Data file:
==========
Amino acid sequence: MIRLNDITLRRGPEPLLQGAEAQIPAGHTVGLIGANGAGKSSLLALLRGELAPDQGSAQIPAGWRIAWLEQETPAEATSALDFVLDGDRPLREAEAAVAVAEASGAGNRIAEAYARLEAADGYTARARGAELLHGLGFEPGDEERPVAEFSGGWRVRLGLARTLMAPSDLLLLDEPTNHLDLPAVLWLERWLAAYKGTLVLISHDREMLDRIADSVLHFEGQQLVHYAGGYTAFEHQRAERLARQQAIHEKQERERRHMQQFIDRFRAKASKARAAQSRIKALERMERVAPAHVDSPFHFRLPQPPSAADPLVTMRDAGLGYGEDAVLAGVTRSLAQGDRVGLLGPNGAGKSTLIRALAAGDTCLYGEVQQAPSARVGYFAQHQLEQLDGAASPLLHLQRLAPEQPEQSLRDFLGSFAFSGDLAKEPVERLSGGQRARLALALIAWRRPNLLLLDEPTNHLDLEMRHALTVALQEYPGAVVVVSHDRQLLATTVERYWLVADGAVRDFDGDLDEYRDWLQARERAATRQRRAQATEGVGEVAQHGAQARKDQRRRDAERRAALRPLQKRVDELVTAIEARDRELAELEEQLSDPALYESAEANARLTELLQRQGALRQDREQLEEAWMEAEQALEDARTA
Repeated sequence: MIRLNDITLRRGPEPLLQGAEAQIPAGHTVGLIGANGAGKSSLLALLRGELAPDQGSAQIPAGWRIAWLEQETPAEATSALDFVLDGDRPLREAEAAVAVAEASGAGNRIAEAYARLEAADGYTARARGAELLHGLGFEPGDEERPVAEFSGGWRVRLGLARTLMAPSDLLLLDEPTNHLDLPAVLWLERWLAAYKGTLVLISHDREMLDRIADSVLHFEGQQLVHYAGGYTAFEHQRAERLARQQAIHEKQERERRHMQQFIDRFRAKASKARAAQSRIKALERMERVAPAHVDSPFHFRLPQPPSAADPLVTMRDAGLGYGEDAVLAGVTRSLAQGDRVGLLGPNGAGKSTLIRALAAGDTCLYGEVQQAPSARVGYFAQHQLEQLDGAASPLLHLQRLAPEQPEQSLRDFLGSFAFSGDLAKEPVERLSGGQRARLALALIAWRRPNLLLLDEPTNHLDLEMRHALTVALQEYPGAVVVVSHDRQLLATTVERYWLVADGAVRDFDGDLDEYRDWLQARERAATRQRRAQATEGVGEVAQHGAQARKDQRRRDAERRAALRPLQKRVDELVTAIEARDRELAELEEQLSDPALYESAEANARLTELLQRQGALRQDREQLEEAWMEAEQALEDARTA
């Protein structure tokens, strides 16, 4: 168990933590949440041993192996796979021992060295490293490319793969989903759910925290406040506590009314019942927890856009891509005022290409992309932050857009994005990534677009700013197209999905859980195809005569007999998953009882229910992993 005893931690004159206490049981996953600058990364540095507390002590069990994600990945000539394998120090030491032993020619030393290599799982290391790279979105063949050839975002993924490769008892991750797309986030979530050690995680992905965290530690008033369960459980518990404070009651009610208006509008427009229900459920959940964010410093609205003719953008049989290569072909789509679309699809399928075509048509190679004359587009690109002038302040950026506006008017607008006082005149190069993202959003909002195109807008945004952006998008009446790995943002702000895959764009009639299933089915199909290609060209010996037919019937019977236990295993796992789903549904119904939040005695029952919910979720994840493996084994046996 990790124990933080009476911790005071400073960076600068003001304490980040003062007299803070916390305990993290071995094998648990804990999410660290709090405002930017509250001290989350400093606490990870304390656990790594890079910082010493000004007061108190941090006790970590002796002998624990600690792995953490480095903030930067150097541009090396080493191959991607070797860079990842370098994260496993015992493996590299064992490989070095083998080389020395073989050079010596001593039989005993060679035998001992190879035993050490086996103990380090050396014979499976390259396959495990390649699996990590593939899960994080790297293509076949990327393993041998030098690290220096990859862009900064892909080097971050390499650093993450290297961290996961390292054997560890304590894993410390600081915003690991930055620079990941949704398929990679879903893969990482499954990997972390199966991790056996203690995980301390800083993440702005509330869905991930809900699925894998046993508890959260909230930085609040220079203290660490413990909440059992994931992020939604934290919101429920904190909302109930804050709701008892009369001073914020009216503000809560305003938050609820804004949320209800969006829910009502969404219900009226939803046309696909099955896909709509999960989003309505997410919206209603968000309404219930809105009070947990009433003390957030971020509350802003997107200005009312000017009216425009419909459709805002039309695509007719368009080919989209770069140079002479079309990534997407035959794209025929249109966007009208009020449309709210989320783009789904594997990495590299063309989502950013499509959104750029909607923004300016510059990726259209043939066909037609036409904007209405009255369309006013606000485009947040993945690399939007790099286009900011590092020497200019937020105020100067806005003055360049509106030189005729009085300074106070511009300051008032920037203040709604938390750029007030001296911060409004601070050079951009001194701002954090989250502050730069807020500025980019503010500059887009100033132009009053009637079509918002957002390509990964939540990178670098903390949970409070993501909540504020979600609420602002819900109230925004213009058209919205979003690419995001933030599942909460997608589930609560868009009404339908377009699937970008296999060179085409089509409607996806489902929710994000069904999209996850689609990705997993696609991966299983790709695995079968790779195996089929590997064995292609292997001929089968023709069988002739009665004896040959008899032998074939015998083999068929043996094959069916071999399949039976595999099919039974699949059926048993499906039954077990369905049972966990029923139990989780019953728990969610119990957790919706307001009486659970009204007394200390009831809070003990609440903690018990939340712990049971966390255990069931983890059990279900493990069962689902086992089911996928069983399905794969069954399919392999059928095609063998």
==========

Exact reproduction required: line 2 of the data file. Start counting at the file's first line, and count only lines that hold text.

Repeated sequence: MIRLNDITLRRGPEPLLQGAEAQIPAGHTVGLIGANGAGKSSLLALLRGELAPDQGSAQIPAGWRIAWLEQETPAEATSALDFVLDGDRPLREAEAAVAVAEASGAGNRIAEAYARLEAADGYTARARGAELLHGLGFEPGDEERPVAEFSGGWRVRLGLARTLMAPSDLLLLDEPTNHLDLPAVLWLERWLAAYKGTLVLISHDREMLDRIADSVLHFEGQQLVHYAGGYTAFEHQRAERLARQQAIHEKQERERRHMQQFIDRFRAKASKARAAQSRIKALERMERVAPAHVDSPFHFRLPQPPSAADPLVTMRDAGLGYGEDAVLAGVTRSLAQGDRVGLLGPNGAGKSTLIRALAAGDTCLYGEVQQAPSARVGYFAQHQLEQLDGAASPLLHLQRLAPEQPEQSLRDFLGSFAFSGDLAKEPVERLSGGQRARLALALIAWRRPNLLLLDEPTNHLDLEMRHALTVALQEYPGAVVVVSHDRQLLATTVERYWLVADGAVRDFDGDLDEYRDWLQARERAATRQRRAQATEGVGEVAQHGAQARKDQRRRDAERRAALRPLQKRVDELVTAIEARDRELAELEEQLSDPALYESAEANARLTELLQRQGALRQDREQLEEAWMEAEQALEDARTA